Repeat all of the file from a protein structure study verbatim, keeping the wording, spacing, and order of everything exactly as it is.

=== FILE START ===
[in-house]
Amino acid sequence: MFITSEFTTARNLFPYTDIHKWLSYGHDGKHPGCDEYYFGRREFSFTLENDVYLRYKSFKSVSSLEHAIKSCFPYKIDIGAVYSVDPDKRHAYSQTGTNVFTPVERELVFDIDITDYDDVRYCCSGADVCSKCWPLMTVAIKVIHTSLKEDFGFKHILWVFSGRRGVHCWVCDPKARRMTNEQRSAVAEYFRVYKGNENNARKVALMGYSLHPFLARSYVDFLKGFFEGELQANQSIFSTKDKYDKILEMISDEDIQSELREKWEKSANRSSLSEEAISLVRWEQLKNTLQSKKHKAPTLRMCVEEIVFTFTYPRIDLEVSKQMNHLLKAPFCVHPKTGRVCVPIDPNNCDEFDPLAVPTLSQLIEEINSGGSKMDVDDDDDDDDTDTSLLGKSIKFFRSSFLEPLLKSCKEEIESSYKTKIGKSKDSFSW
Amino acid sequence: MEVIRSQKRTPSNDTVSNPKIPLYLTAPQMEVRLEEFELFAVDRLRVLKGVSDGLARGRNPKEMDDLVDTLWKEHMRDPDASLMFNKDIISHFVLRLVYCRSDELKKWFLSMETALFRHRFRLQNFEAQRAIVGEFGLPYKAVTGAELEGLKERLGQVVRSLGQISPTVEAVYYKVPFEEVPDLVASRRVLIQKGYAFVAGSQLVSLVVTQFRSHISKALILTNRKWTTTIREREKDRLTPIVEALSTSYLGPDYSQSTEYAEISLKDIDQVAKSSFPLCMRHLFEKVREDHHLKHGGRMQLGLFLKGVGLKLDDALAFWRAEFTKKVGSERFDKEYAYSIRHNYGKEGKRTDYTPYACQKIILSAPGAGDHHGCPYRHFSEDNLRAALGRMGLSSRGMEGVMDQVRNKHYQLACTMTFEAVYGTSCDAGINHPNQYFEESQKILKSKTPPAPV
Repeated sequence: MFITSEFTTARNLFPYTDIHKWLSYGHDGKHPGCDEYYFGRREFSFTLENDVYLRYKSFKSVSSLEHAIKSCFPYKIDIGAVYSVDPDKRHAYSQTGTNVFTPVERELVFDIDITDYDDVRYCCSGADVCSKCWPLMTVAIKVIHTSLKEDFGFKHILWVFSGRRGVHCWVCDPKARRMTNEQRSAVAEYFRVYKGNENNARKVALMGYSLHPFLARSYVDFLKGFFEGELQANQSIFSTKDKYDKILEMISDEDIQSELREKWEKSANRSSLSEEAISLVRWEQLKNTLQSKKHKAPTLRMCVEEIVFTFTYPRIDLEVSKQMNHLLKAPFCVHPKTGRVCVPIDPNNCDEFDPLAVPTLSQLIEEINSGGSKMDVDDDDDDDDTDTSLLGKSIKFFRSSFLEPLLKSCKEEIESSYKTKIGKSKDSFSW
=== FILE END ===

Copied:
[in-house]
Amino acid sequence: MFITSEFTTARNLFPYTDIHKWLSYGHDGKHPGCDEYYFGRREFSFTLENDVYLRYKSFKSVSSLEHAIKSCFPYKIDIGAVYSVDPDKRHAYSQTGTNVFTPVERELVFDIDITDYDDVRYCCSGADVCSKCWPLMTVAIKVIHTSLKEDFGFKHILWVFSGRRGVHCWVCDPKARRMTNEQRSAVAEYFRVYKGNENNARKVALMGYSLHPFLARSYVDFLKGFFEGELQANQSIFSTKDKYDKILEMISDEDIQSELREKWEKSANRSSLSEEAISLVRWEQLKNTLQSKKHKAPTLRMCVEEIVFTFTYPRIDLEVSKQMNHLLKAPFCVHPKTGRVCVPIDPNNCDEFDPLAVPTLSQLIEEINSGGSKMDVDDDDDDDDTDTSLLGKSIKFFRSSFLEPLLKSCKEEIESSYKTKIGKSKDSFSW
Amino acid sequence: MEVIRSQKRTPSNDTVSNPKIPLYLTAPQMEVRLEEFELFAVDRLRVLKGVSDGLARGRNPKEMDDLVDTLWKEHMRDPDASLMFNKDIISHFVLRLVYCRSDELKKWFLSMETALFRHRFRLQNFEAQRAIVGEFGLPYKAVTGAELEGLKERLGQVVRSLGQISPTVEAVYYKVPFEEVPDLVASRRVLIQKGYAFVAGSQLVSLVVTQFRSHISKALILTNRKWTTTIREREKDRLTPIVEALSTSYLGPDYSQSTEYAEISLKDIDQVAKSSFPLCMRHLFEKVREDHHLKHGGRMQLGLFLKGVGLKLDDALAFWRAEFTKKVGSERFDKEYAYSIRHNYGKEGKRTDYTPYACQKIILSAPGAGDHHGCPYRHFSEDNLRAALGRMGLSSRGMEGVMDQVRNKHYQLACTMTFEAVYGTSCDAGINHPNQYFEESQKILKSKTPPAPV
Repeated sequence: MFITSEFTTARNLFPYTDIHKWLSYGHDGKHPGCDEYYFGRREFSFTLENDVYLRYKSFKSVSSLEHAIKSCFPYKIDIGAVYSVDPDKRHAYSQTGTNVFTPVERELVFDIDITDYDDVRYCCSGADVCSKCWPLMTVAIKVIHTSLKEDFGFKHILWVFSGRRGVHCWVCDPKARRMTNEQRSAVAEYFRVYKGNENNARKVALMGYSLHPFLARSYVDFLKGFFEGELQANQSIFSTKDKYDKILEMISDEDIQSELREKWEKSANRSSLSEEAISLVRWEQLKNTLQSKKHKAPTLRMCVEEIVFTFTYPRIDLEVSKQMNHLLKAPFCVHPKTGRVCVPIDPNNCDEFDPLAVPTLSQLIEEINSGGSKMDVDDDDDDDDTDTSLLGKSIKFFRSSFLEPLLKSCKEEIESSYKTKIGKSKDSFSW